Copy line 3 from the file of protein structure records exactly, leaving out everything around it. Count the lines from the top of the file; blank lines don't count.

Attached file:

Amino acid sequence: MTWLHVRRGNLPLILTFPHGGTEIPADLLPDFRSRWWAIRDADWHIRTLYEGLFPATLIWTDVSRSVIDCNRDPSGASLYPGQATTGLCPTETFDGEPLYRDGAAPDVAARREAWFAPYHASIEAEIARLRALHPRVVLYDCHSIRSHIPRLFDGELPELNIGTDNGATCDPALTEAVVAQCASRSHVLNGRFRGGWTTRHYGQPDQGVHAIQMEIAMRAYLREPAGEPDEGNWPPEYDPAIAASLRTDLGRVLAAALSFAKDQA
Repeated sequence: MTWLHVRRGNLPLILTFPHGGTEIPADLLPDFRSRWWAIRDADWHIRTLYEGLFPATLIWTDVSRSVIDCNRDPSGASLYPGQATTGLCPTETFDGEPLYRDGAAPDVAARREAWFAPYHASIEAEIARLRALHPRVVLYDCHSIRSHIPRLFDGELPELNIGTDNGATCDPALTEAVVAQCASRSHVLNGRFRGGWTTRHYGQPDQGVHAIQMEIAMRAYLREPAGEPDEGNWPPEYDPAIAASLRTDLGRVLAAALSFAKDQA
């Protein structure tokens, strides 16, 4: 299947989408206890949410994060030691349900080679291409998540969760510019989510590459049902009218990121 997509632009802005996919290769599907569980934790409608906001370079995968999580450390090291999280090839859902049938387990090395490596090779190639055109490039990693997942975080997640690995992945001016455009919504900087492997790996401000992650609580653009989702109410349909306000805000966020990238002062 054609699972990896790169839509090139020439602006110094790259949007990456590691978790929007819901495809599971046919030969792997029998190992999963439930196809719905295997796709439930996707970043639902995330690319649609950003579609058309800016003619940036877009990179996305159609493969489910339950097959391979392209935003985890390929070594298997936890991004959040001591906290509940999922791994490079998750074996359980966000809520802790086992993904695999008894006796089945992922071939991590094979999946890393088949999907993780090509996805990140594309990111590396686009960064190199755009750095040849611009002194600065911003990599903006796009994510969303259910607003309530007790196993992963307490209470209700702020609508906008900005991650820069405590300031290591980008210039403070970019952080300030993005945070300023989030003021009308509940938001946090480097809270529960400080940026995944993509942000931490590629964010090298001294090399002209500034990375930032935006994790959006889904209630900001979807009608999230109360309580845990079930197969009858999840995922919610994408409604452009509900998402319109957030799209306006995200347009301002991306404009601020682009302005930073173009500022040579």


């Protein structure tokens, strides 16, 4: 299947989408206890949410994060030691349900080679291409998540969760510019989510590459049902009218990121 997509632009802005996919290769599907569980934790409608906001370079995968999580450390090291999280090839859902049938387990090395490596090779190639055109490039990693997942975080997640690995992945001016455009919504900087492997790996401000992650609580653009989702109410349909306000805000966020990238002062 054609699972990896790169839509090139020439602006110094790259949007990456590691978790929007819901495809599971046919030969792997029998190992999963439930196809719905295997796709439930996707970043639902995330690319649609950003579609058309800016003619940036877009990179996305159609493969489910339950097959391979392209935003985890390929070594298997936890991004959040001591906290509940999922791994490079998750074996359980966000809520802790086992993904695999008894006796089945992922071939991590094979999946890393088949999907993780090509996805990140594309990111590396686009960064190199755009750095040849611009002194600065911003990599903006796009994510969303259910607003309530007790196993992963307490209470209700702020609508906008900005991650820069405590300031290591980008210039403070970019952080300030993005945070300023989030003021009308509940938001946090480097809270529960400080940026995944993509942000931490590629964010090298001294090399002209500034990375930032935006994790959006889904209630900001979807009608999230109360309580845990079930197969009858999840995922919610994408409604452009509900998402319109957030799209306006995200347009301002991306404009601020682009302005930073173009500022040579």